The main differences between psoriasis and eczema are the intensity of itch, location of affected areas and their triggers. For instance, psoriasis usually results in a milder itching compared to eczema whose itch can be pretty intense.4 In terms of the location of affected areas, psoriasis is characterised by silvery scales and is found affecting areas at the scalp, outside of the elbows and knees whereas eczema most often occurs in the folds (inside) of the elbows and knees.2 On top of that, psoriasis could be inherited if either one parent or both parents are infected.4 Eczema on the other hand is often associated with an allergy reaction.2
Image credit: The Healthy
Myth #3: There’s only one type of psoriasis
Fact #3: Contrary to the common misconception that psoriasis is a condition in itself with no variation,2 there are actually several types of psoriasis which differs based on its individual signs and symptoms and location of the affected areas.1 The five main types of psoriasis are:5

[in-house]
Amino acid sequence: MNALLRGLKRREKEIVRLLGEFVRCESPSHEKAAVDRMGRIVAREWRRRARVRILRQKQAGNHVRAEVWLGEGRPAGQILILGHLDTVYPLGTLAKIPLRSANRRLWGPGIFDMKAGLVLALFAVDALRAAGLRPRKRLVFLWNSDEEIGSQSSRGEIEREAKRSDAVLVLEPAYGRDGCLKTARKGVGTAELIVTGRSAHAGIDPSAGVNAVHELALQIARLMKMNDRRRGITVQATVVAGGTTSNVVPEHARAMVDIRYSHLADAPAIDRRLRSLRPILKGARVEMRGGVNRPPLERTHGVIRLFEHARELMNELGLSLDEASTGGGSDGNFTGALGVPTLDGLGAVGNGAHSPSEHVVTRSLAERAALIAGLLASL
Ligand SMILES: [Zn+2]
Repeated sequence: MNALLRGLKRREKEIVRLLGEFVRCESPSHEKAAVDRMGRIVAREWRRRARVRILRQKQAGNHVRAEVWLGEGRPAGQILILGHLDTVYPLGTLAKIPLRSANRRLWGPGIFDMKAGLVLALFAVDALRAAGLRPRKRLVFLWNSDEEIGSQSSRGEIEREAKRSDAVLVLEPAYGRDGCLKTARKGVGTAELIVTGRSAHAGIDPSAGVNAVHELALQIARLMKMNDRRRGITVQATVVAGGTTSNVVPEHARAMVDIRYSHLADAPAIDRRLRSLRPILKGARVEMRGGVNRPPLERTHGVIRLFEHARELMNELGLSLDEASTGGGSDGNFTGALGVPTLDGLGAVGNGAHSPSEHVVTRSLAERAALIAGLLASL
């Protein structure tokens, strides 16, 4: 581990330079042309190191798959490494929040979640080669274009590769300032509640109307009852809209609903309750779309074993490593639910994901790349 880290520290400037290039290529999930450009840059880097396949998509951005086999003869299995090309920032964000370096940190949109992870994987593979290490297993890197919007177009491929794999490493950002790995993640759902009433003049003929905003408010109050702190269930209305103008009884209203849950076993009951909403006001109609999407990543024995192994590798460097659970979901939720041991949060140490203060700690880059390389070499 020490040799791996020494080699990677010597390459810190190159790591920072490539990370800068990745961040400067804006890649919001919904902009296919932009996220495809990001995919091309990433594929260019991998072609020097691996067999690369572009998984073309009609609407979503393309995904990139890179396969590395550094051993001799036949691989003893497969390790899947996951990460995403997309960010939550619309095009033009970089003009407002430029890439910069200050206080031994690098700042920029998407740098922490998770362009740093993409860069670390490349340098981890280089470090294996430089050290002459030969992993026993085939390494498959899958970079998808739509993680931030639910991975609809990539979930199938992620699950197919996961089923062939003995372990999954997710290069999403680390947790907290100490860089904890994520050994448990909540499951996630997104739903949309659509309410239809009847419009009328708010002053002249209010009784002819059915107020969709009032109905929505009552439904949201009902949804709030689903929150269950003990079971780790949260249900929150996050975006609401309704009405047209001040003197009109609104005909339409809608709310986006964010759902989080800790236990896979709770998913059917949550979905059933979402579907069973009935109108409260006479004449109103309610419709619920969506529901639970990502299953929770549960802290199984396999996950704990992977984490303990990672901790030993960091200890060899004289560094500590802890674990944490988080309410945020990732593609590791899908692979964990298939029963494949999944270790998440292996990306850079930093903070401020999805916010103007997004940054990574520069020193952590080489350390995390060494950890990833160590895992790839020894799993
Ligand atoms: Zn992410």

Image credit: Types of Psoriasis
Myth #4: Psoriasis only affects one part of the body, especially the skin
Fact #4: Psoriasis may occur anywhere on the body, but most commonly affects the scalp, knees, elbows, lower back, legs, palms and soles of the feet.6 Patients may also experience psoriasis in more than one location at the same time such as having plaques on their scalps and changes in structure of the nails.7 Generally, psoriasis occurs in “cycles” which may sometimes be accompanied with potential increase in symptoms that will eventually subside after a period of time.2